Talkin’ About a Revolution

50% more Republican voters participated in last week’s Iowa caucus than did in 2012 while Democratic participation dropped 30% from 2008. The party reported 171,109 caucus-goers this year compared to nearly 240,000 in 2008. We find a similar story in New Hampshire where 285,000 Republicans turned out while only 250,974 Democrats voted which is more than 30,000 short of 2008. It is also important to note that the Republicans turned out nearly 15 percent more voters than in 2012–just shy of the all-time record of 287,000 voters that Democrats turned out in 2008.

So, what’s my point? The Sanders’ campaign continues to argue that Bernie is energizing new voters—folks who were eligible to vote but who have never before voted—and young voters for whom this election is the first since they turned or will be turning 18. More bernieimportant, the Sanders’ campaign and Sanders himself in the Feb 4 Democratic debate insists he “can win a general election by exciting young people, the middle class and working-class people and driving up voter turnout.” So far the numbers don’t show this is what’s happening. Yes, he lost by a very narrow margin in Iowa and won big in New Hampshire, but the turn out was less that what it was when the party’s previous big turnout candidate ran in 2008. Obama turned out voters; so far, Sanders hasn’t come close to Obama’s numbers.

Right now, Sanders’ plan of turning out a yooge number of new voters is little more than an idea. I’m not suggesting it’s not possible for Sanders to turn out new and irregular voters—as we know, Barack Obama did so in 2008—and certainly there is a great deal of enthusiasm among Sanders’ supporters. But . .we’ve yet to see any evidence that Sanders can bring forth a revolution.

Still, several questions remain:

  1. Is this a Republican rather than a Democratic revolution?
  2. Can Sanders really get the kind of turn out he needs to win?
  3. Does he have the necessary on ground organizations in every state?
  4. Can he fully address issues he’s so far ignored in his standard stump speech?
  5. Can he offer concrete plans rather than great claims supported by no evidence showing how they’ll actually work?
  6. Can he stand up to the onslaught of attacks the GOP will unleash if he’s the candidate?

If Sanders can do all these things and more, he might have a chance in the general election, but I remain unconvinced that a country as polarized as ours is going to elect a 74 yr old socialist who is only registered as a Democrat so he can run for President.

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6 Responses to Talkin’ About a Revolution

  1. Toad says:

    The more challenging something is, the more it’s worth doing. Perhaps he fails, but at least we’re going to try.

    • Katherine H says:

      As long as the failure you allude to doesn’t saddle us with Trump, Cruz, Rubio, or Bush, fine. But if it does, we will lose everything we’ve fought for over the last 8 years–the ACA, marriage equality, prison reforms–the list goes on and on

      • Toad says:

        As nasty as the idea of Trump as president may be (and it is NASTY), he will be constrained by the same mechanisms that have dogged Obama’s steps since ’08, and if you think the establishment fought him, you ain’t seen nothin’ yet.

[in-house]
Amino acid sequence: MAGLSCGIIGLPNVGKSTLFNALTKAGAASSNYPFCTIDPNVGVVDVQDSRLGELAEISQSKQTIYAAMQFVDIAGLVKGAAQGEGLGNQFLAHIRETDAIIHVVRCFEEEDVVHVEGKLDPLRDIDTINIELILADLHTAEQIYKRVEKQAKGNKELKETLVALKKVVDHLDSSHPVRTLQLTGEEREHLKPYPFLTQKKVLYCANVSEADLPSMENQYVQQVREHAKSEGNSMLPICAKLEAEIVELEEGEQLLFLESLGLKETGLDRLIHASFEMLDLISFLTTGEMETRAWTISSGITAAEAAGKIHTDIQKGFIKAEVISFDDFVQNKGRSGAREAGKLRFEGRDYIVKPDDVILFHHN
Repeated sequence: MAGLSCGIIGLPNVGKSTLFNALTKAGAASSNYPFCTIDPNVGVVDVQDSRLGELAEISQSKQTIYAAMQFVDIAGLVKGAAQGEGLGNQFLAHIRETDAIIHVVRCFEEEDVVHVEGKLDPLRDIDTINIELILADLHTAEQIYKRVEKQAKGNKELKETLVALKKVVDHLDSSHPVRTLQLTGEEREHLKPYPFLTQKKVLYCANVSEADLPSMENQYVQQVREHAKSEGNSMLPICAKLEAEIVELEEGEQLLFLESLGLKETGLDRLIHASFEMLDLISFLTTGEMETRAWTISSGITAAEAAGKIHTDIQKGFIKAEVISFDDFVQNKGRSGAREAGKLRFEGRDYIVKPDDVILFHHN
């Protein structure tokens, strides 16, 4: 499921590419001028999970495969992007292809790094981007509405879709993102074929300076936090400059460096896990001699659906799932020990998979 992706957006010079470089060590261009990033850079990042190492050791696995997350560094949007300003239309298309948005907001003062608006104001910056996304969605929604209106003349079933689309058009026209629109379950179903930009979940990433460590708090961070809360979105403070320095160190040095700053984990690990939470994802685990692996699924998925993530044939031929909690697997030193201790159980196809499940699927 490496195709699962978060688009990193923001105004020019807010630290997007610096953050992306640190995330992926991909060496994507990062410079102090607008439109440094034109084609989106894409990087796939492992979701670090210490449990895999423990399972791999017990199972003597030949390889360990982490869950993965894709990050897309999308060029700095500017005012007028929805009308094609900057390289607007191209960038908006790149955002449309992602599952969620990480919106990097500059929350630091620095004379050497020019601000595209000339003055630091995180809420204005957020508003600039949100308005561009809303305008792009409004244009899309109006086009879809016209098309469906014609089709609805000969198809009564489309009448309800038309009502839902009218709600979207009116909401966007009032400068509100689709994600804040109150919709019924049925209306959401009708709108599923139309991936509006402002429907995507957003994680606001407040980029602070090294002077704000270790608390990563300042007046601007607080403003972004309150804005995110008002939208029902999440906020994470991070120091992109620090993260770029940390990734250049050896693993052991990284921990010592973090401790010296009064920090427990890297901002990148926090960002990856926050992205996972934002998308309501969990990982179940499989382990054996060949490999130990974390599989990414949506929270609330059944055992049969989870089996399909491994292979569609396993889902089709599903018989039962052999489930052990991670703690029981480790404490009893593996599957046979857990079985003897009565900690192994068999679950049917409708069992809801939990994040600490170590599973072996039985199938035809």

That being said, keeping Trump out of the White House is every bit as large on my 2016 to-do list as getting Bernie into it. Same goes for Cruz. As for the others, I’d rather risk them than give up on Sanders.

  2. I do prefer these kinds of concise opinion pieces, and your questions are excellent. The Sanders campaign wasn’t taken very seriously by the MSM until the Iowa result, and it previously impacted their ability to market. But they have “momentum” now, an anecdotal indicator of new voter interest, and building the 4th largest war chest (counting both party’s candidates) without a super PAC is an unusual achievement. The next few primaries will help answer your questions more definitively, but I can react to them too:

    1. Since both winners in NH are anti-Establishment candidates, it indicates revolt in both parties.
    2. To win the primaries, probably not, but to win the general, probably so IF he got the nomination. A large % of voters never participate in primaries or caucuses, yet still turn out for elections.
    3. They have over $40 million unspent. That’s enough to get ground game going everywhere. More importantly, Sanders orgs are smarter. The Clinton campaign is leaving their volunteers in place, while Sanders ships volunteers from surrounding states to upcoming primary locations.
    4. I think it was a conscious choice not to, and that he can if he wants to. HRC’s messaging has been overly complex and unfocused, and “more of the same” isn’t aspirational.
    5. See #4. He helped write the PPACA, and understands the law more intimately than most. He probably knows exactly how to change and expand it toward “Medicare for All”.
    6. The GOP has an Achilles heel, the assumption that “socialist” is a trigger word that will easily decimate Sanders. But young voters didn’t live during the Cold War. They don’t get nightmares of commies taking over New York. And to many, “capitalism” isn’t automatically preferable, especially if they’ve been hurt by our system.

  3. Doc says:

    What a great post! I wish you had time to post more often.

  4. Katherine H says:

    Thanks Doc. Wish I had more time, too. I am going to try to make the time to post at least once a week, but we’ll see

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